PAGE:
Organizational Excellence is a topic that comes up often in the industry, but many have a difficult time articulating exactly what it is.
How do you measure the performance of organizational excellence? How do you close gaps in your safety programs? How do you verify that the improvements in organizational excellence are having the desired effect on your safety programs and are reducing your risk of an incident?
To effectively answer these high-level questions, operators must first assess their current behavior so that they can take the appropriate steps to improve organizational excellence.
Operators need to shift their focus from simply satisfying minimum audit requirements to proactively assessing and understanding behaviors and their impact on the root causes of organizational failure – many of which have been linked to high-profile safety incidents (e.g. San Bruno, Marshall, and Merrimack Valley). This helps operators identify opportunities to improve safety culture through consistency, continuity, and accountability – ultimately leading to organizational excellence
Positive Safety Culture Reduces Safety Risks
An effective safety culture requires the support of leadership and employees to buy into organizational excellence and commit to safety improvement objectives.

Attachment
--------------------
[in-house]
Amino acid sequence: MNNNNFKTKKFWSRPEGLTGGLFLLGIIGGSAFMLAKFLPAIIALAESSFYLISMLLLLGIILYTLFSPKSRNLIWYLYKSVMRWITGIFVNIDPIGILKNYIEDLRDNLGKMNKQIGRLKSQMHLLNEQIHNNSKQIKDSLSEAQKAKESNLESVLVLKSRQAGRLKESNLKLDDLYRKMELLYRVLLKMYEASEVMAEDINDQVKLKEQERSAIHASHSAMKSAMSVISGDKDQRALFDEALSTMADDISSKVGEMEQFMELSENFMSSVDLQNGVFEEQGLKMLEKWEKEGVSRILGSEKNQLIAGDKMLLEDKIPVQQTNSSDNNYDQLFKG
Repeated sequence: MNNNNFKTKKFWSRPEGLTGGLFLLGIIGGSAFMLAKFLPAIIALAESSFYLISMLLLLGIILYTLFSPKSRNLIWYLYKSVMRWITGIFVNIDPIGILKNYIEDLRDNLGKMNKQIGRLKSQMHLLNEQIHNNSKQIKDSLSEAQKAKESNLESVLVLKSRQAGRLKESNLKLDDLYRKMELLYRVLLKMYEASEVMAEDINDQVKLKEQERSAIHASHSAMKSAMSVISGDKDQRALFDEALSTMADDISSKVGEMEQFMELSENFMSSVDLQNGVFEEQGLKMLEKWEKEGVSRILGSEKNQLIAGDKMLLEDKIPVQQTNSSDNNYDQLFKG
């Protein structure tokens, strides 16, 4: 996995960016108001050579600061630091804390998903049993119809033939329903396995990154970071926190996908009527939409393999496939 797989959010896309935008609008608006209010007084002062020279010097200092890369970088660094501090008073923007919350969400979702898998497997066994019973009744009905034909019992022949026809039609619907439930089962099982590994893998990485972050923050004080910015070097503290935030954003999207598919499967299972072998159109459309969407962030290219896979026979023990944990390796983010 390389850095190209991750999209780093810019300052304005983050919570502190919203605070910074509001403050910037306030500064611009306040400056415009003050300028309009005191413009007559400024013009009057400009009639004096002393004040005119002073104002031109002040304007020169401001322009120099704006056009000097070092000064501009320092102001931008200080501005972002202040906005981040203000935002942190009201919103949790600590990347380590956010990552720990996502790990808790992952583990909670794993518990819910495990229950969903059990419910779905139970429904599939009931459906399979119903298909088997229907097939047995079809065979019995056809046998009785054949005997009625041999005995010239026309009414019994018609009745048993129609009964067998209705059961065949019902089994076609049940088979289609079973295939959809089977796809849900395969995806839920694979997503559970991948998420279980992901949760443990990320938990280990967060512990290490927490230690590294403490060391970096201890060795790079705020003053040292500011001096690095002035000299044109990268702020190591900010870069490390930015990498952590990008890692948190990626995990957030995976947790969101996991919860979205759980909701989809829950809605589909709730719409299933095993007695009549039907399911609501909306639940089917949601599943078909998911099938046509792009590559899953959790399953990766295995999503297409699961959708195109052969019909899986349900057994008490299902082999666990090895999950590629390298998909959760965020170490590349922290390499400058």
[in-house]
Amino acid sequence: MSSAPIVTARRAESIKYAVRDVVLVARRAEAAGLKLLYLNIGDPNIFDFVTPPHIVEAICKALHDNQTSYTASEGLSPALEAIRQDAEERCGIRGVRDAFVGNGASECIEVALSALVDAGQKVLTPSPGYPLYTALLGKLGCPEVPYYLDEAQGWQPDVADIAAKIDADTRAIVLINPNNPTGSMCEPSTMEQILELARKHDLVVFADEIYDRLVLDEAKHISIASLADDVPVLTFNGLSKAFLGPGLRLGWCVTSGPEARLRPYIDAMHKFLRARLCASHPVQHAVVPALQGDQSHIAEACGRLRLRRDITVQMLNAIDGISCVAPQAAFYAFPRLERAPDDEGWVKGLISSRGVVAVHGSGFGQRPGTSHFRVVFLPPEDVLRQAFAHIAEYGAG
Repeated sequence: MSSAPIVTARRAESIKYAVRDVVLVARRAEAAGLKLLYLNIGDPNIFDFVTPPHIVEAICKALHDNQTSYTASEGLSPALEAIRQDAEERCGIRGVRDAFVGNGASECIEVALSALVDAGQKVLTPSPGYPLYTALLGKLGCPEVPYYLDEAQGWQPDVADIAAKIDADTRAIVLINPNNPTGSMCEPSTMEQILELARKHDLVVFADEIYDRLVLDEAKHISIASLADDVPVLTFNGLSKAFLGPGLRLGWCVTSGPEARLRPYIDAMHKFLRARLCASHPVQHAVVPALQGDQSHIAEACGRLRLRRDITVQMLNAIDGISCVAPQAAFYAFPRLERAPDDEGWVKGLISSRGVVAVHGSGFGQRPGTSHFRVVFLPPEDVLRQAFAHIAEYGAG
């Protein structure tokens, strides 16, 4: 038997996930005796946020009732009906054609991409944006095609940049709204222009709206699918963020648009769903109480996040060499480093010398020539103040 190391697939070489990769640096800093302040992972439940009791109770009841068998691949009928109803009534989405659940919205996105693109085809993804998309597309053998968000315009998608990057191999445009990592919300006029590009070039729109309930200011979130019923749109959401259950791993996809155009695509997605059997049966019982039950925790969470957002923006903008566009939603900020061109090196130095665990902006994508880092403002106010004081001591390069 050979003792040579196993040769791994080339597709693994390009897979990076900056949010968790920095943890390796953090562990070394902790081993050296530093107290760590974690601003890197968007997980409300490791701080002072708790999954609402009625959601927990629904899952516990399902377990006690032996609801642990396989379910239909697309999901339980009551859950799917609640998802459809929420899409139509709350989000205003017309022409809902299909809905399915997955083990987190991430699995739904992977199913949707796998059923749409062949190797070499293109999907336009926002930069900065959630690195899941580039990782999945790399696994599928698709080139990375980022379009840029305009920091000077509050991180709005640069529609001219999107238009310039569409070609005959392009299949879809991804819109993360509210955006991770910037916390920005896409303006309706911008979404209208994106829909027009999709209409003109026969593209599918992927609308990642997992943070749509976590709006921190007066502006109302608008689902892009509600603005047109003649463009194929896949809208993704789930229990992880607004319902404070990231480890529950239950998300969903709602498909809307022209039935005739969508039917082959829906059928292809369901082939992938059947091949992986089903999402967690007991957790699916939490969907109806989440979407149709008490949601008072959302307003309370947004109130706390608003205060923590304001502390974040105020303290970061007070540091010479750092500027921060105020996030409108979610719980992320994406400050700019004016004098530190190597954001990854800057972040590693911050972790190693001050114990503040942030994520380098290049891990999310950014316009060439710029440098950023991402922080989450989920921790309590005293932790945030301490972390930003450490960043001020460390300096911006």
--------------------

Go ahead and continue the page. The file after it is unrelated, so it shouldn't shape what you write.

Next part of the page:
If the culture is such that the idea of organizational excellence can improve your safety posture, then complying with standards, best practices, and regulations becomes a natural phenomenon – something we refer to as Natural Compliance.
To help you better understand your level of organizational risk, we’ve put together a list of seven important questions you should ask to get started. Consider this series of questions that your operation should be asking to better understand the potential risks that need to be addressed on the path to a healthy safety culture.
1. Are we applying the full Plan-Do-Check-Act cycle (PDCA cycle) thoroughly and completely?
The systematic application of quality management principles will set your operation on the right path of mitigating the root causes of organizational failure in support of organizational excellence.
2. Are our plans, processes, and procedures complete and thorough?
As part of this effort, the plans, processes, and procedures should be clearly articulated, up to date, and assessed to ensure they include function, training, tools, communications, and data management.
3. How effective is our training?
Does the training include all aspects of the improved plans, processes, and procedures – data management, communications, and proper use of required equipment?
4. How effectively are we executing?
Are we executing? How do we verify that we’re doing what we say we’d do, and how is that information being used to evaluate our performance? Are we satisfying the ‘Do & Check’ in PDCA?
5. Are we adjusting our plans, processes, and procedures based on their effectiveness?
Once the performance is evaluated, are we taking the necessary steps to adjust? And, are any corrective actions being communicated to the affected personnel?
6. Do we communicate effectively?
Communication is vital – both internally and externally – to promote positive safety culture. Do team members hold themselves and others accountable, talk about the safety culture, and encourage each other to support organizational excellence? Is there a mechanism in place to “check” that communications are 1) being made, 2) being received, and 3) being acted upon as necessary? These considerations apply to contractors as well.